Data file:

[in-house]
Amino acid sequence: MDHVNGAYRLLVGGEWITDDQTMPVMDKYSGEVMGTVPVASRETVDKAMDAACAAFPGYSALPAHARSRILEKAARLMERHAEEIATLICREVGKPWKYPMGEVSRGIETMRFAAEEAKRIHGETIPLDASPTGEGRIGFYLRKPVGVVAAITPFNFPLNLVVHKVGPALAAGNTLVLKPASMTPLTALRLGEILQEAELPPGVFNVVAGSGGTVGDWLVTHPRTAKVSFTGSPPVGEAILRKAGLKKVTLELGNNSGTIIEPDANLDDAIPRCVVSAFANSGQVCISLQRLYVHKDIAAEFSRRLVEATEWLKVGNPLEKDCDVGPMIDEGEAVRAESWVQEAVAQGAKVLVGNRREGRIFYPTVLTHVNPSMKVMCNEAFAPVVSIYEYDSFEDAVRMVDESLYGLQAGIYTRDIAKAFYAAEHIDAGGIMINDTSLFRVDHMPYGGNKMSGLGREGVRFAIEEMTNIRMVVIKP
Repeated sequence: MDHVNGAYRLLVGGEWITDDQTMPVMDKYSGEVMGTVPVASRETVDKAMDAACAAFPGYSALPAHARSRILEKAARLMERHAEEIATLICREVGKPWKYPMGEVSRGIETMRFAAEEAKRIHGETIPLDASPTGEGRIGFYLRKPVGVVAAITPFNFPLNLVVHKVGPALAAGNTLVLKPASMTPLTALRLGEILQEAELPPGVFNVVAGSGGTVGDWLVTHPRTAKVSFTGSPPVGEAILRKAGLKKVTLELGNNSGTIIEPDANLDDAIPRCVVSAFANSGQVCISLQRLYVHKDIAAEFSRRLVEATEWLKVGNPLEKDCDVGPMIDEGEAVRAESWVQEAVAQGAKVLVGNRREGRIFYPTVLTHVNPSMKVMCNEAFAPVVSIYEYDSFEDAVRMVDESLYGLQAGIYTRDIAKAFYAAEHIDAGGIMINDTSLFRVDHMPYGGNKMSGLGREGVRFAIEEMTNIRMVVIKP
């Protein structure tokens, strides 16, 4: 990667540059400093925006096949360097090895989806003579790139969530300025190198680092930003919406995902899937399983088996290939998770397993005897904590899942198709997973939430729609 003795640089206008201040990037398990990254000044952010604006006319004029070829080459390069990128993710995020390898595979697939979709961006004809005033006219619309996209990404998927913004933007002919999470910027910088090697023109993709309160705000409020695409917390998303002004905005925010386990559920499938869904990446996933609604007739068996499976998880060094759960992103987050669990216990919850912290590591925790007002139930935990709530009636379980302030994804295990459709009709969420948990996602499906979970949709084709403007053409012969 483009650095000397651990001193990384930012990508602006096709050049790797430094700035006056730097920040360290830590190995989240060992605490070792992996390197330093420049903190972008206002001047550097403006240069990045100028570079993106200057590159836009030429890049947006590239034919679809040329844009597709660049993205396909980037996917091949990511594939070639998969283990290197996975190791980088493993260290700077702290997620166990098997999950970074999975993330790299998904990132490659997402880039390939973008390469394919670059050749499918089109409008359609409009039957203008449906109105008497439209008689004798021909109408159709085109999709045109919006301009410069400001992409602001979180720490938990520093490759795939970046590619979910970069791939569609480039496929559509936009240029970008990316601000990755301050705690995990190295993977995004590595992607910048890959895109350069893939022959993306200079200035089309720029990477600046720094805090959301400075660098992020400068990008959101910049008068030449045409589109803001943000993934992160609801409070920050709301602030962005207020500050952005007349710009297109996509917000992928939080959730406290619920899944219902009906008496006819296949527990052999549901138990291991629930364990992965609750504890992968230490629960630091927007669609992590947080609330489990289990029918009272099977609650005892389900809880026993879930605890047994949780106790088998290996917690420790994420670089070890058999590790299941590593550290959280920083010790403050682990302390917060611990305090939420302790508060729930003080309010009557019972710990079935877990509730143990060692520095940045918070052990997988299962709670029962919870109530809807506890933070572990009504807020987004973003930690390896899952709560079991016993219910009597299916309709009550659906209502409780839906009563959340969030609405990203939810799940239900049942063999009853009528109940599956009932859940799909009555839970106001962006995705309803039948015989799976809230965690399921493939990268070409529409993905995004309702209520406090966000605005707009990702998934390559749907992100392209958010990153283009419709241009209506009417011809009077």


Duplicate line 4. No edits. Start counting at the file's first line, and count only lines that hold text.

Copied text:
């Protein structure tokens, strides 16, 4: 990667540059400093925006096949360097090895989806003579790139969530300025190198680092930003919406995902899937399983088996290939998770397993005897904590899942198709997973939430729609 003795640089206008201040990037398990990254000044952010604006006319004029070829080459390069990128993710995020390898595979697939979709961006004809005033006219619309996209990404998927913004933007002919999470910027910088090697023109993709309160705000409020695409917390998303002004905005925010386990559920499938869904990446996933609604007739068996499976998880060094759960992103987050669990216990919850912290590591925790007002139930935990709530009636379980302030994804295990459709009709969420948990996602499906979970949709084709403007053409012969 483009650095000397651990001193990384930012990508602006096709050049790797430094700035006056730097920040360290830590190995989240060992605490070792992996390197330093420049903190972008206002001047550097403006240069990045100028570079993106200057590159836009030429890049947006590239034919679809040329844009597709660049993205396909980037996917091949990511594939070639998969283990290197996975190791980088493993260290700077702290997620166990098997999950970074999975993330790299998904990132490659997402880039390939973008390469394919670059050749499918089109409008359609409009039957203008449906109105008497439209008689004798021909109408159709085109999709045109919006301009410069400001992409602001979180720490938990520093490759795939970046590619979910970069791939569609480039496929559509936009240029970008990316601000990755301050705690995990190295993977995004590595992607910048890959895109350069893939022959993306200079200035089309720029990477600046720094805090959301400075660098992020400068990008959101910049008068030449045409589109803001943000993934992160609801409070920050709301602030962005207020500050952005007349710009297109996509917000992928939080959730406290619920899944219902009906008496006819296949527990052999549901138990291991629930364990992965609750504890992968230490629960630091927007669609992590947080609330489990289990029918009272099977609650005892389900809880026993879930605890047994949780106790088998290996917690420790994420670089070890058999590790299941590593550290959280920083010790403050682990302390917060611990305090939420302790508060729930003080309010009557019972710990079935877990509730143990060692520095940045918070052990997988299962709670029962919870109530809807506890933070572990009504807020987004973003930690390896899952709560079991016993219910009597299916309709009550659906209502409780839906009563959340969030609405990203939810799940239900049942063999009853009528109940599956009932859940799909009555839970106001962006995705309803039948015989799976809230965690399921493939990268070409529409993905995004309702209520406090966000605005707009990702998934390559749907992100392209958010990153283009419709241009209506009417011809009077």